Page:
Reform's Impact on Physician Recruitment

By: Allison McCarthy, MBA

News about health reform’s impact is abundant with information about accountable care, health exchanges, patient-centered medical homes, clinical integration and more.  Yet, the impact on physician recruitment typically goes unmentioned.

Consider reform’s two major goals:  insure as many people as possible and reduce the cost of care.  To achieve those goals, contracts offered by government, employers and exchanges give responsibility for meeting a designated population’s health needs to a network of providers at a predetermined price.  To succeed, the network must have the right clinical mix in the right setting to deliver lower cost/higher value care.

The need for more primary care will grow but with a different practice model.  Patient-centered medical homes are proliferating so that existing primary care practices can accept more patients and better manage cost by using non-physician providers, such as mid-levels, pharmacists, behavioral health providers and others.  These primary care physicians will be skilled in managing care “teams” and shifting the recruitment team’s obligation to:

  • Be more selective and recruit the right primary care physicians – those that flourish in team environments, can oversee and influence services provided by others and will adapt care approaches to more tightly manage patients that are high system utilizers.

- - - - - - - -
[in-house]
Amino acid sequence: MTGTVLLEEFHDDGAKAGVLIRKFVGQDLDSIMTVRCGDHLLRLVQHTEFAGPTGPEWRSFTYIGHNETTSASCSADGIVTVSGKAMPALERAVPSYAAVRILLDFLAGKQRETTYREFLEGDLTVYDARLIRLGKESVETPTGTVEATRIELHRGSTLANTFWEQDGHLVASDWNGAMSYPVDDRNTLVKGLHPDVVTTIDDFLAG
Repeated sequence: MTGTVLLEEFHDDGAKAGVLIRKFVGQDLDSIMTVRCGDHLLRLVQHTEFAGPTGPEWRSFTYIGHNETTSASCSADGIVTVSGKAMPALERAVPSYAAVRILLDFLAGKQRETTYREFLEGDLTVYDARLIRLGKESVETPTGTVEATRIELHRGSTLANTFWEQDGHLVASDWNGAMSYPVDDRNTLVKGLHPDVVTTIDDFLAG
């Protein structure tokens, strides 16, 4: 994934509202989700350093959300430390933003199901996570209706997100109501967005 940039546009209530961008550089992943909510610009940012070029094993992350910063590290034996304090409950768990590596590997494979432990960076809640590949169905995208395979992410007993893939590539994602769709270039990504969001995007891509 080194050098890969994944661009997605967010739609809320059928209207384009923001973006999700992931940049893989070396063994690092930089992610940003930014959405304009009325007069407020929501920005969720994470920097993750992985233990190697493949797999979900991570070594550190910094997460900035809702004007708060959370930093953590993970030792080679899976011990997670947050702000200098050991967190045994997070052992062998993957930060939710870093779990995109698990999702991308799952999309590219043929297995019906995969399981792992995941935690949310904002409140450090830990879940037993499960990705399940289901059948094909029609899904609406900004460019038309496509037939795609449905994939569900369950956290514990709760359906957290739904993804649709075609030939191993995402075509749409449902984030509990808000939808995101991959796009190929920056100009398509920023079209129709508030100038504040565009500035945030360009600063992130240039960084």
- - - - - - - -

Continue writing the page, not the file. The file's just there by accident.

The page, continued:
• Recruit beyond the physician and learn how to source and interview non-physician talent, such as advanced care providers, social workers, health coaches or care coordinators.

Recruitment will also be asked to ensure there is the right mix of specialists to manage “chronic care” patients – those with expertise in endocrine, geriatrics, palliative care, PMR, psychiatry and oncology. Like their primary care counterparts, these specialists will need to be comfortable addressing care needs without focusing solely on the patient visit.  Beyond patient care, these physicians need to be linked with clinical integration initiatives and working collaboratively with other providers to manage the population’s full care needs. This means recruitment has to:

  • More aggressively define the search criteria and opportunity offerings – beyond just getting a “body.”
  • Use behavioral interviewing techniques that ensure fit and focus on aptitudes, expertise and experiences — beyond simple productivity targets.
  • Involve more physicians, particularly those who have the future care delivery orientation, in the screening process to vet candidates at the clinical and collegial level.

Beyond recruitment, onboarding efforts will need to deepen into the inner workings of the system.  For example, onboarding efforts need to:

  • Go beyond a simple IT orientation to ensure that providers know how to navigate software and document correctly for effective care management.
  • Guarantee new physicians are familiar with the network’s full care continuum, including rehab, home care and long-term care.
  • Confirm these providers know the system’s contractual arrangements and obligations.

Those of us in physician recruitment must understand the impact of health reform and adapt our approach to help ensure success.  What we do won’t change as much as how we do it. Moving forward, we must take into consideration the type of clinical talent needed.  That means recruiting the right mix of professionals by focusing on both their attitude and care philosophy.  It also means onboarding new recruits to the systems and functions that go beyond “productivity” to achieve the desired “value” outcomes.

Source: The Medicus Firm 2012 Survey, “Physician Recruitment and ACOs”

Medicus Graph for AM Newsletter Article